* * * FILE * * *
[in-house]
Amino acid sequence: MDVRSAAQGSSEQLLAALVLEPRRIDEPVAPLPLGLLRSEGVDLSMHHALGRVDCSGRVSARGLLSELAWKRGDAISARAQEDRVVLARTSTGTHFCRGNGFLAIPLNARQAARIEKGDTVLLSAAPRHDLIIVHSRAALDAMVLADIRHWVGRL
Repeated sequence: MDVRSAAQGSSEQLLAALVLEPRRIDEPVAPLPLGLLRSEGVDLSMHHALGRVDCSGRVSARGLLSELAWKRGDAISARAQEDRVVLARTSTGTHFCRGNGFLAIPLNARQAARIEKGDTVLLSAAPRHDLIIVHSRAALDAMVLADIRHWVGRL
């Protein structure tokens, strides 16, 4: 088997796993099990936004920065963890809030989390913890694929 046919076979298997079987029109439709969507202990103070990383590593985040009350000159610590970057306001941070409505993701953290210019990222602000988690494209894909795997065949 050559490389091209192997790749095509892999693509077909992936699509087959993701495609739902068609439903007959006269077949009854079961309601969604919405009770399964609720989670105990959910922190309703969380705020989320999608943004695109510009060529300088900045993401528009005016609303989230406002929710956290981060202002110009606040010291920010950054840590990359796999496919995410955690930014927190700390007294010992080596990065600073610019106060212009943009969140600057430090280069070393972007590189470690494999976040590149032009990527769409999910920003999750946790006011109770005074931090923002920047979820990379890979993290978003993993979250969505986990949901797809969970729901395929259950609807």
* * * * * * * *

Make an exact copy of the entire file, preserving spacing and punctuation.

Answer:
[in-house]
Amino acid sequence: MDVRSAAQGSSEQLLAALVLEPRRIDEPVAPLPLGLLRSEGVDLSMHHALGRVDCSGRVSARGLLSELAWKRGDAISARAQEDRVVLARTSTGTHFCRGNGFLAIPLNARQAARIEKGDTVLLSAAPRHDLIIVHSRAALDAMVLADIRHWVGRL
Repeated sequence: MDVRSAAQGSSEQLLAALVLEPRRIDEPVAPLPLGLLRSEGVDLSMHHALGRVDCSGRVSARGLLSELAWKRGDAISARAQEDRVVLARTSTGTHFCRGNGFLAIPLNARQAARIEKGDTVLLSAAPRHDLIIVHSRAALDAMVLADIRHWVGRL
């Protein structure tokens, strides 16, 4: 088997796993099990936004920065963890809030989390913890694929 046919076979298997079987029109439709969507202990103070990383590593985040009350000159610590970057306001941070409505993701953290210019990222602000988690494209894909795997065949 050559490389091209192997790749095509892999693509077909992936699509087959993701495609739902068609439903007959006269077949009854079961309601969604919405009770399964609720989670105990959910922190309703969380705020989320999608943004695109510009060529300088900045993401528009005016609303989230406002929710956290981060202002110009606040010291920010950054840590990359796999496919995410955690930014927190700390007294010992080596990065600073610019106060212009943009969140600057430090280069070393972007590189470690494999976040590149032009990527769409999910920003999750946790006011109770005074931090923002920047979820990379890979993290978003993993979250969505986990949901797809969970729901395929259950609807």